With just seven months to go until the 2014 FIFA World Cup begins, plenty of plans are already being made by participating nations and their fans to visit host country Brazil and enjoy the tournament.
While the World Cup is traditionally a time of celebration and enjoyment for many nations' fans to mix with each other, concerns linger in some quarters over protests that have been taking place in the host country which might provoke security fears.
A recent incident in Sao Paulo caused more concerns, with FIFA downplaying the risk to visiting supporters for the World Cup.
However, while the protests are not entirely likely to dissipate once the tournament begins, FIFA should perhaps not hold too many concerns that visiting spectators will be unduly affected.
Crime, violence and protests are not exclusive to Brazil.
There were similar concerns over the tournament being held in South Africa, while none of the United States, Mexico or Russia—all past or future World Cup hosts—have their own problems with crime. Every nation does.
That is why FIFA allocate specific perimeters around stadiums and checkpoints through which all fans must pass to even get close to the ground on match day.
Tournament-goers who don't actually have tickets for the matches themselves tend to congregate in large fan zones, watching the game in numbers, experiencing the atmosphere and the cosmopolitan nature of the World Cup in relative serenity.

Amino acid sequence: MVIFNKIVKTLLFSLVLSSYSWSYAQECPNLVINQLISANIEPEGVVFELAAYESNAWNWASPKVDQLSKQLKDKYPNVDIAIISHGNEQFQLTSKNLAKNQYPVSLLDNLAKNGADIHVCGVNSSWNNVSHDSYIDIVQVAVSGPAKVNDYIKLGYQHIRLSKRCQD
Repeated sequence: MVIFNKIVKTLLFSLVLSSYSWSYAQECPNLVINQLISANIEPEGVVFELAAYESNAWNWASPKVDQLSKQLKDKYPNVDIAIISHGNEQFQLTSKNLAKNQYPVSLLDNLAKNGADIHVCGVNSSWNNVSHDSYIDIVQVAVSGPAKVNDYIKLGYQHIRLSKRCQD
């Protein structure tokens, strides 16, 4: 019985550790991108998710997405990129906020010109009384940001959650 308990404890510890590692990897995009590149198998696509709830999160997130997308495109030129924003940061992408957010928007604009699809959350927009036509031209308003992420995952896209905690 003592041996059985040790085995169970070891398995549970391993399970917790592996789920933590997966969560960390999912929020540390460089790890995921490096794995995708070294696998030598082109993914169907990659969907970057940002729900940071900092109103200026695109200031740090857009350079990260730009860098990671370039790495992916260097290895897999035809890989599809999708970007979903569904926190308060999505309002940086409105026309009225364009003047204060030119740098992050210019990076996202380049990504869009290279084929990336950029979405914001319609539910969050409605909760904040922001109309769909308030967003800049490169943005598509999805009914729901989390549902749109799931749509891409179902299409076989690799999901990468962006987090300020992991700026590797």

The protesters themselves are mainly looking at the Brazilian government's choices of spending huge sums on hosting the World Cup instead of on schools, jobs and other needs of society. Their issue is not with the World Cup itself, nor will it be with the people who visit their nation to enjoy the tournament. Those people will likely be spending money while there, and that can bring better prosperity to a township.
Inside the stadiums, there is seemingly a different demographic watching Brazil's national team than the one that cheers on the club sides—at times with violent outcomes, such as that in Sao Paulo.
James Young of the Independent reports:
The soaring prices may also be changing the look of Brazilian crowds. While the country's fluid mix of races and skin tones makes racial classification complex, Brazil's upper classes tend to be decidedly lighter-skinned than the majority of their less-well-off countrymen. The supporters who paid high prices to watch the Seleçao (the national team) lift the Confederations Cup in June, for example, were largely unrecognisable from those who congregate on the drafty corner terrace of Corinthians' ageing Pacaembu stadium.
Violence and problems from fans inside the World Cup stadiums should have no place in the game, and it is not particularly likely that we will see any in Brazil next summer.
The protests outside of grounds may well continue, but they are not something which should stop people from visiting the host nation.
Vigilance should always be championed, and no venue will ever be completely, perfectly incident-free while unscrupulous or desperate people alike are on the planet, but there should be no great reason to suggest that this World Cup will be any worse to visit than the 2010 event already gone, or the 2018 version yet to come in Russia.